NS has stepped up its hiring efforts and increased the size of its “go teams,” train crews who are willing to temporarily relocate to areas where staffing is thin.

NS currently has more conductors in training than at any point this year and has taken several steps to ease the crew shortage. Among them: Offering referral, signing, and retention bonuses; doubling the rate of hiring since July; increasing conductor training class size and the number of classes; and increasing the pace of hiring another 75% through January. “We’re also reaching out to employees who have left the company to offer them opportunities to return to their roles,” Crosson says.

Operationally, Crosson says NS has “realigned crew districts in impacted regions to improve productivity, and temporarily adjusted traffic flows to move through other parts of our network.”

The railroad is building longer sidings to accommodate longer trains, and has completed the first of nine siding projects designed to improve fluidity. NS also has taken steps to increase capacity, including re-opening intermodal terminals in Greencastle, Pa., and Louisville, Ky.; adding chassis to its fleet; boosting parking space at intermodal terminals; and launching incentives for drayage truckers.

“People are the backbone of the railroad, and we need to make progress on these initiatives to better manage the effects of a tight labor market,” Chief Operating Officer Cindy Sanborn told investors and analysts on the railroad’s third-quarter earnings call on Oct. 27. “We are committed to having the right amount of resources in the right place at the right time, which will drive both cost control and service quality.”

But Sanborn says there’s no quick fix. The lag between hiring and putting conductors into service means crew shortages are likely to persist into early 2022.

“We’re working around the clock to communicate with our customers, to provide as much visibility into operations as possible while we work to restore service levels,” Crosson says.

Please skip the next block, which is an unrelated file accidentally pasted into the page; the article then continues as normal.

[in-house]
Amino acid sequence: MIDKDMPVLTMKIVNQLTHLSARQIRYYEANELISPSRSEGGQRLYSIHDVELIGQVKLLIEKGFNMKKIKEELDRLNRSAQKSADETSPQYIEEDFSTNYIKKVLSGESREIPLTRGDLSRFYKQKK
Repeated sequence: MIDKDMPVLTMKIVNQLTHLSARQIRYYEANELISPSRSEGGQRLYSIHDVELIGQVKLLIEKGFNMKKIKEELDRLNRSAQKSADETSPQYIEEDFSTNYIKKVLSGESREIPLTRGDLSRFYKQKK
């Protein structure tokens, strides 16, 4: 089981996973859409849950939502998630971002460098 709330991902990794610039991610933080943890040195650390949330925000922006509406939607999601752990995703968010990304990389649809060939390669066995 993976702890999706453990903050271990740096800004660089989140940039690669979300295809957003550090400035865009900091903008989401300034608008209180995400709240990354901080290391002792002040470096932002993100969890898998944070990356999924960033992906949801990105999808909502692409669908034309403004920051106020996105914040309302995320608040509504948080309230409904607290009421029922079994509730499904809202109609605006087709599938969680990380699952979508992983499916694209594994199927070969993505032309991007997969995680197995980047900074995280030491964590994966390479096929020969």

‘It’s been all downhill’

Paterson, a railroader-turned analyst who closely follows railroad performance metrics, says the trends at NS are troubling. “The network was looking relatively good through the first week of September, which included the typical bump higher in speed as volume pressure eased around Labor Day,” he says. “Since then, however, it’s been all downhill.”

Although the number of trains held for crews each day remains relatively low, the number of trains held for lack of power has doubled over the last four weeks. The number of trains held for other reasons has spiked as well, which Paterson says is an indication of congestion.

“When we add all the trains holding numbers together we get 84 delays per day, which is a worryingly high proportion of total daily train starts,” Paterson says. “All of this contributes to the upturn in terminal dwell over the last three weeks.”

Making matters worse is that a slower railroad needs more crews and locomotives to move its freight. Any increase would come as NS faces crew issues on two fronts: a lawsuit from two unions claiming the railroad is forcing engineers to work as conductors, contrary to its labor agreements [see “Two unions sue Norfolk Southern …,” Trains News Wire, Oct. 29, 2021], and resistance over federal vaccine mandates. CEO Jim Squires warned last month that the mandate could add to crew shortages [see “Norfolk Southern warns that COVID-19 vaccine mandate poses risks …,” News Wire, Oct. 27, 2021].